The set’s comprehensive notes and wealth of supporting material make the release an embarrassment of riches. Given the opportunities this collection presents to hear Szymon Goldberg in repertoire he didn’t record in the studio, and given the importance of the repertoire he championed, Music & Arts’ set should be have an honored place in serious collections of all kinds.


FANFARE: Robert Maxham
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Works on This Recording

1.
Rondo for Violin and Strings in A major, D 438 by Franz Schubert
Performer:  Szymon Goldberg (Violin)
Conductor:  Szymon Goldberg
Period: Romantic 
Written: 1816; Vienna, Austria 
Date of Recording: 04/28/1966 
Venue:  Hibiya Public Hall, Tokyo 
Length: 12 Minutes 40 Secs. 
2.
Sonata for Violin and Piano no 1 in A minor, Op. 105 by Robert Schumann
Performer:  Szymon Goldberg (Violin), Artur Balsam (Piano)
Period: Romantic 
Written: 1851; Germany 
Date of Recording: 06/01/1953 
Venue:  New York, NY 
Length: 17 Minutes 30 Secs. 
3.
Sonata for Violin and Piano in G minor by Claude Debussy
Performer:  Szymon Goldberg (Violin), Artur Balsam (Piano)
Period: 20th Century 
Written: 1916-1917; France 
Date of Recording: 03/03/1951 
Venue:  New York, NY 
Length: 12 Minutes 26 Secs. 
4.
Romantic Pieces (4) for Violin and Piano, Op. 75/B 150 by Antonín Dvorák
Performer:  Artur Balsam (Piano), Szymon Goldberg (Violin)
Period: Romantic 
Written: 1887; Bohemia 
Date of Recording: 03/03/1951 
Venue:  New York, NY 
Length: 9 Minutes 40 Secs. 
5.
Melody in the Style of Gluck by Fritz Kreisler
Performer:  Artur Balsam (Piano), Szymon Goldberg (Violin)
Period: 20th Century 
Date of Recording: 03/03/1951 
Venue:  New York, NY 
Length: 3 Minutes 31 Secs. 
6.
Concerto for Violin and Cello in A minor, Op. 102 "Double" by Johannes Brahms
Performer:  Zara Nelsova (Cello), Szymon Goldberg (Violin)
Conductor:  Gerhard Samuel
Period: Romantic 
Written: 1887; Austria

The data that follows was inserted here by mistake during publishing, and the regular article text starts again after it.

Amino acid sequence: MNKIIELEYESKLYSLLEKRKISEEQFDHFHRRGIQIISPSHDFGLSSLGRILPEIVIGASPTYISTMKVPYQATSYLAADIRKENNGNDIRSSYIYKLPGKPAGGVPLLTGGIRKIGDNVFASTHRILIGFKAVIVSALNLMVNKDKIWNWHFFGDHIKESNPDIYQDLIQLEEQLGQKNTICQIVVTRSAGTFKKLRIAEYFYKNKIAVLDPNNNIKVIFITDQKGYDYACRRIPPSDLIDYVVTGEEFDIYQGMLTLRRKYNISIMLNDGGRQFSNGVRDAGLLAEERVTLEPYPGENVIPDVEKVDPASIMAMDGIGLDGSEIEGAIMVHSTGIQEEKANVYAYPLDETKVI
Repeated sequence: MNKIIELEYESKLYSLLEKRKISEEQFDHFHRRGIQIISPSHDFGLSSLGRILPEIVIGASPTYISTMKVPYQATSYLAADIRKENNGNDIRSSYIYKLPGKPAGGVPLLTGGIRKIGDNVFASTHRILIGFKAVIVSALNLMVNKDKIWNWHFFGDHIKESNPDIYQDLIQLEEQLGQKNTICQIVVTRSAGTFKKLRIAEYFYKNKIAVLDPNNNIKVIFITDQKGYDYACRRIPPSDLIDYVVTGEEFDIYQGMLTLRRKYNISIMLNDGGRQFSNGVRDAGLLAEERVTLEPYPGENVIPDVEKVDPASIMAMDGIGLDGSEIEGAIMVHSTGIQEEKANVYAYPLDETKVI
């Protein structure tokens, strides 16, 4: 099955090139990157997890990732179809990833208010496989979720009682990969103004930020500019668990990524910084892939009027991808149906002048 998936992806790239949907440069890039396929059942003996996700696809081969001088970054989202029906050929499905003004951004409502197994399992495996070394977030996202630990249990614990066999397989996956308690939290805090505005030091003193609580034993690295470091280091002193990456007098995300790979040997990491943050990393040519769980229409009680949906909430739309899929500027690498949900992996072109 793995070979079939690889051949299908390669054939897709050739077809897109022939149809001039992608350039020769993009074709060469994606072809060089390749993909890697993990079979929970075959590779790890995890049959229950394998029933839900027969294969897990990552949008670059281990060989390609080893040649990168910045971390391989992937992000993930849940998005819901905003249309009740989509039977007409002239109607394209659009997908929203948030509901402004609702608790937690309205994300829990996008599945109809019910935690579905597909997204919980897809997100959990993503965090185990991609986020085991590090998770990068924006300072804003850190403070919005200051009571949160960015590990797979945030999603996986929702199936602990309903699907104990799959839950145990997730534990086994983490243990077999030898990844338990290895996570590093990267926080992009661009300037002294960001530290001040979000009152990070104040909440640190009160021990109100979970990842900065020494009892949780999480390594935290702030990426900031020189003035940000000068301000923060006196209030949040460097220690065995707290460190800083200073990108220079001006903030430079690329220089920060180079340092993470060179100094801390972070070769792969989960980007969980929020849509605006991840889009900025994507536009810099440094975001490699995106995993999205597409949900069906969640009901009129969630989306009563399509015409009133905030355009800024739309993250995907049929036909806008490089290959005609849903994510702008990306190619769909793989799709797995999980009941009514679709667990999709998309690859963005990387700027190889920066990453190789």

Venue:  Civic Auditorium Oakland 
Length: 31 Minutes 30 Secs. 
7.
Concerto for Violin in E minor, Op. 64 by Felix Mendelssohn
Performer:  Szymon Goldberg (Violin)
Conductor:  Eduard Van Beinum
Period: Romantic 
Written: 1844; Germany 
Date of Recording: 09/04/1957 
Venue:  Usher Hall, Edinburgh, Scotland 
Length: 26 Minutes 5 Secs. 
8.
Concert Piece, for violin & piano by Victor Babin
Performer:  Szymon Goldberg (Violin), Victor Babin (Piano)
Date of Recording: 02/11/1966 
Venue:  Library of Congress, Washington D.C. 
Length: 20 Minutes 3 Secs. 
9.
Concerto for Violin no 1 in C major, H 7a no 1 by Franz Joseph Haydn
Performer:  Szymon Goldberg (Violin)
Conductor:  Szymon Goldberg
Period: Classical 
Written: by 1769; Eszterhazá, Hungary 
Date of Recording: 04/28/1966 
Venue:  Hibiya Public Hall, Tokyo 
Length: 20 Minutes 5 Secs. 
10.
Berenice, che fai, H 24a no 10 by Franz Joseph Haydn
Performer:  Elisabeth Schwarzkopf ()
Conductor:  Szymon Goldberg
Period: Classical 
Written: 1795; London, England 
Date of Recording: 06/25/1958 
Venue:  Kurzaal, Scheveningen, Holland Festival 
Length: 11 Minutes 30 Secs. 
11.
Duo concertant for Violin and Piano by Igor Stravinsky
Performer:  Szymon Goldberg (Violin), Brooks Smith (Piano)
Period: 20th Century 
Written: 1931-1932; France 
Date of Recording: 07/28/1968 
Venue:  Aspen Festival 
Length: 15 Minutes 24 Secs. 
12.